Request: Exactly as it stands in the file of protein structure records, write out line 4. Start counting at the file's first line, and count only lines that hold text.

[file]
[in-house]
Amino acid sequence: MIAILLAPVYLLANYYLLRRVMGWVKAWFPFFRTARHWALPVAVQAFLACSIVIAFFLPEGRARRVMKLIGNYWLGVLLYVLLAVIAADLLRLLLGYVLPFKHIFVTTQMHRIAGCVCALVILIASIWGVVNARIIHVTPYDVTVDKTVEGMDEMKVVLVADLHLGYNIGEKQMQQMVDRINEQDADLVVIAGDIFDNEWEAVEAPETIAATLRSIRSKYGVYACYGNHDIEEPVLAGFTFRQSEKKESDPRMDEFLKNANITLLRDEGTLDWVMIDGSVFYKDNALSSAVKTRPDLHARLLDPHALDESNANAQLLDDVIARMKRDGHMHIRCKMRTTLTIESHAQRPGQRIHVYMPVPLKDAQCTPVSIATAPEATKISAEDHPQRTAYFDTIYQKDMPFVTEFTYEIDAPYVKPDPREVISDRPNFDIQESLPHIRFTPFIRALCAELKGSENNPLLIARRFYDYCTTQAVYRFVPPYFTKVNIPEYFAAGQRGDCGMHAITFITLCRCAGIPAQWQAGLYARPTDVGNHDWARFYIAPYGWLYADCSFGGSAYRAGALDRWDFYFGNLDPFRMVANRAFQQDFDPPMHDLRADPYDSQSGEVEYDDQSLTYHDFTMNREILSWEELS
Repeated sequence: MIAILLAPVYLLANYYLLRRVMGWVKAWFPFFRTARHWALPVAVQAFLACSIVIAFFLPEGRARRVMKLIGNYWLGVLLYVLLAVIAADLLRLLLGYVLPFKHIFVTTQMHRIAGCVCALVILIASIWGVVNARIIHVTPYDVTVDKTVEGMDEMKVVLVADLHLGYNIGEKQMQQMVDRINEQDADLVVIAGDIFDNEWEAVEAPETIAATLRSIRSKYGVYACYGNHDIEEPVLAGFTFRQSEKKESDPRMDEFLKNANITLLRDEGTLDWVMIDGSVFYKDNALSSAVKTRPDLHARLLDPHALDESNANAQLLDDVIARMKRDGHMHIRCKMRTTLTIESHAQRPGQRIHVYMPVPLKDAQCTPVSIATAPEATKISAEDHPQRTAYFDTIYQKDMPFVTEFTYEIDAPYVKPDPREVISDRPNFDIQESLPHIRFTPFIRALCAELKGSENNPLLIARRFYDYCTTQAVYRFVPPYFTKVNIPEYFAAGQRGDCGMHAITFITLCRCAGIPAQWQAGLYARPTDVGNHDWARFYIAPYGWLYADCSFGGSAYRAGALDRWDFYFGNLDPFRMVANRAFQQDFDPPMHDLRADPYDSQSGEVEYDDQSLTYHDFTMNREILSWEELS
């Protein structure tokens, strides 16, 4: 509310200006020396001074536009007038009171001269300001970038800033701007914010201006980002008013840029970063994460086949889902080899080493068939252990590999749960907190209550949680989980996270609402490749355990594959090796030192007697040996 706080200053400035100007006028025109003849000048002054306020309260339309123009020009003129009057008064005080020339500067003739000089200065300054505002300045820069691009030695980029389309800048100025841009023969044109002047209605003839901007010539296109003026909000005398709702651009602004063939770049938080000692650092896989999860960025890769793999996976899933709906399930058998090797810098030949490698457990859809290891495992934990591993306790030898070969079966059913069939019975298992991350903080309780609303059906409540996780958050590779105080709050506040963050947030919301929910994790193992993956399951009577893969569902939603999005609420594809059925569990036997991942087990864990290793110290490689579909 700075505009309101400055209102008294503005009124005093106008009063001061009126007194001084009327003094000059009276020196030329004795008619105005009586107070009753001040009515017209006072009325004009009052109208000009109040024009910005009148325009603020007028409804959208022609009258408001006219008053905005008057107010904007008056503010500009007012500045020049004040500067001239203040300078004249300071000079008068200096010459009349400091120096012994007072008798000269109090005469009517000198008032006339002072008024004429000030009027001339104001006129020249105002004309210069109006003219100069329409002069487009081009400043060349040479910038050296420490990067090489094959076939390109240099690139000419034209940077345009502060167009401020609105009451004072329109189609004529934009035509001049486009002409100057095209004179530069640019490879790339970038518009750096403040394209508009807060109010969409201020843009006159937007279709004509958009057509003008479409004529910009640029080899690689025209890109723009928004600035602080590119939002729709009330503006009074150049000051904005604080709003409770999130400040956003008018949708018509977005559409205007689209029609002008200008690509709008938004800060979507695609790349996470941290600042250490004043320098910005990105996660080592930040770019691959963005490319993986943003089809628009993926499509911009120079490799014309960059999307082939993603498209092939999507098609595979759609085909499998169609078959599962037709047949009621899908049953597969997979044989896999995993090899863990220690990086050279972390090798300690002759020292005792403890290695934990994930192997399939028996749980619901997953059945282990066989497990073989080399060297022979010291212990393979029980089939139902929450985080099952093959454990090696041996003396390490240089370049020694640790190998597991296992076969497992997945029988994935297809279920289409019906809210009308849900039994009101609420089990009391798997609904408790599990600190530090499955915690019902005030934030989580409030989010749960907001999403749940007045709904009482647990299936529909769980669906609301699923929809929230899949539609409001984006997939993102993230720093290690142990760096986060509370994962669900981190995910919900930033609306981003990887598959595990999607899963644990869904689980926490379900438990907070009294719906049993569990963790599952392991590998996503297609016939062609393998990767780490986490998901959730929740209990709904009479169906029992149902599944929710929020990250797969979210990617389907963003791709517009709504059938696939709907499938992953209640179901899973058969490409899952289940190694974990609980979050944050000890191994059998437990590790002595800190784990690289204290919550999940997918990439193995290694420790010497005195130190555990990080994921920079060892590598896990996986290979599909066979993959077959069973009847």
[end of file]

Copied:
């Protein structure tokens, strides 16, 4: 509310200006020396001074536009007038009171001269300001970038800033701007914010201006980002008013840029970063994460086949889902080899080493068939252990590999749960907190209550949680989980996270609402490749355990594959090796030192007697040996 706080200053400035100007006028025109003849000048002054306020309260339309123009020009003129009057008064005080020339500067003739000089200065300054505002300045820069691009030695980029389309800048100025841009023969044109002047209605003839901007010539296109003026909000005398709702651009602004063939770049938080000692650092896989999860960025890769793999996976899933709906399930058998090797810098030949490698457990859809290891495992934990591993306790030898070969079966059913069939019975298992991350903080309780609303059906409540996780958050590779105080709050506040963050947030919301929910994790193992993956399951009577893969569902939603999005609420594809059925569990036997991942087990864990290793110290490689579909 700075505009309101400055209102008294503005009124005093106008009063001061009126007194001084009327003094000059009276020196030329004795008619105005009586107070009753001040009515017209006072009325004009009052109208000009109040024009910005009148325009603020007028409804959208022609009258408001006219008053905005008057107010904007008056503010500009007012500045020049004040500067001239203040300078004249300071000079008068200096010459009349400091120096012994007072008798000269109090005469009517000198008032006339002072008024004429000030009027001339104001006129020249105002004309210069109006003219100069329409002069487009081009400043060349040479910038050296420490990067090489094959076939390109240099690139000419034209940077345009502060167009401020609105009451004072329109189609004529934009035509001049486009002409100057095209004179530069640019490879790339970038518009750096403040394209508009807060109010969409201020843009006159937007279709004509958009057509003008479409004529910009640029080899690689025209890109723009928004600035602080590119939002729709009330503006009074150049000051904005604080709003409770999130400040956003008018949708018509977005559409205007689209029609002008200008690509709008938004800060979507695609790349996470941290600042250490004043320098910005990105996660080592930040770019691959963005490319993986943003089809628009993926499509911009120079490799014309960059999307082939993603498209092939999507098609595979759609085909499998169609078959599962037709047949009621899908049953597969997979044989896999995993090899863990220690990086050279972390090798300690002759020292005792403890290695934990994930192997399939028996749980619901997953059945282990066989497990073989080399060297022979010291212990393979029980089939139902929450985080099952093959454990090696041996003396390490240089370049020694640790190998597991296992076969497992997945029988994935297809279920289409019906809210009308849900039994009101609420089990009391798997609904408790599990600190530090499955915690019902005030934030989580409030989010749960907001999403749940007045709904009482647990299936529909769980669906609301699923929809929230899949539609409001984006997939993102993230720093290690142990760096986060509370994962669900981190995910919900930033609306981003990887598959595990999607899963644990869904689980926490379900438990907070009294719906049993569990963790599952392991590998996503297609016939062609393998990767780490986490998901959730929740209990709904009479169906029992149902599944929710929020990250797969979210990617389907963003791709517009709504059938696939709907499938992953209640179901899973058969490409899952289940190694974990609980979050944050000890191994059998437990590790002595800190784990690289204290919550999940997918990439193995290694420790010497005195130190555990990080994921920079060892590598896990996986290979599909066979993959077959069973009847």